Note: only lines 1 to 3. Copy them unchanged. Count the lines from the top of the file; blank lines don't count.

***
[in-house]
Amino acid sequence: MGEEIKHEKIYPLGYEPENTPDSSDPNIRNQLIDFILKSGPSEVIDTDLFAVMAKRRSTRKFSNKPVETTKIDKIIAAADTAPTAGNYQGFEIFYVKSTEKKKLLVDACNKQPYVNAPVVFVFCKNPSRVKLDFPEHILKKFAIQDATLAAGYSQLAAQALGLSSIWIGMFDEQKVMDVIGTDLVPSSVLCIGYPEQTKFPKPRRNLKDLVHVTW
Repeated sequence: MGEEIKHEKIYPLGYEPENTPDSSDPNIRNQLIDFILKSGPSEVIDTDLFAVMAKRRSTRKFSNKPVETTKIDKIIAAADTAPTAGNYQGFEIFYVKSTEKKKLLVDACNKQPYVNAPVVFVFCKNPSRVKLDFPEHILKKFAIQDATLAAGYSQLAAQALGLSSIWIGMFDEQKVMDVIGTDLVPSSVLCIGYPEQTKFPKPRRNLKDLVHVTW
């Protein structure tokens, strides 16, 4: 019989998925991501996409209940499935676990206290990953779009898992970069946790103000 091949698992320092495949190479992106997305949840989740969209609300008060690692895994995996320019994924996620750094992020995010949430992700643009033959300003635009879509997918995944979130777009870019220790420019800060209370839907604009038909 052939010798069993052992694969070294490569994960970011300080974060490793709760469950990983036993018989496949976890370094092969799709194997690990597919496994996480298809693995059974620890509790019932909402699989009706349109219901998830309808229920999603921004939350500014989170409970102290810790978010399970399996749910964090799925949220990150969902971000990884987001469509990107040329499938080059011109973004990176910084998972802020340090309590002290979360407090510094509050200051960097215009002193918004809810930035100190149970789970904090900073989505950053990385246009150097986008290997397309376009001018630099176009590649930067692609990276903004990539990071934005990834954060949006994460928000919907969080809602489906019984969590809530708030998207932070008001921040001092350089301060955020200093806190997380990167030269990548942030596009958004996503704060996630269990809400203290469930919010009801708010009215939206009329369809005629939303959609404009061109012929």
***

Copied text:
[in-house]
Amino acid sequence: MGEEIKHEKIYPLGYEPENTPDSSDPNIRNQLIDFILKSGPSEVIDTDLFAVMAKRRSTRKFSNKPVETTKIDKIIAAADTAPTAGNYQGFEIFYVKSTEKKKLLVDACNKQPYVNAPVVFVFCKNPSRVKLDFPEHILKKFAIQDATLAAGYSQLAAQALGLSSIWIGMFDEQKVMDVIGTDLVPSSVLCIGYPEQTKFPKPRRNLKDLVHVTW
Repeated sequence: MGEEIKHEKIYPLGYEPENTPDSSDPNIRNQLIDFILKSGPSEVIDTDLFAVMAKRRSTRKFSNKPVETTKIDKIIAAADTAPTAGNYQGFEIFYVKSTEKKKLLVDACNKQPYVNAPVVFVFCKNPSRVKLDFPEHILKKFAIQDATLAAGYSQLAAQALGLSSIWIGMFDEQKVMDVIGTDLVPSSVLCIGYPEQTKFPKPRRNLKDLVHVTW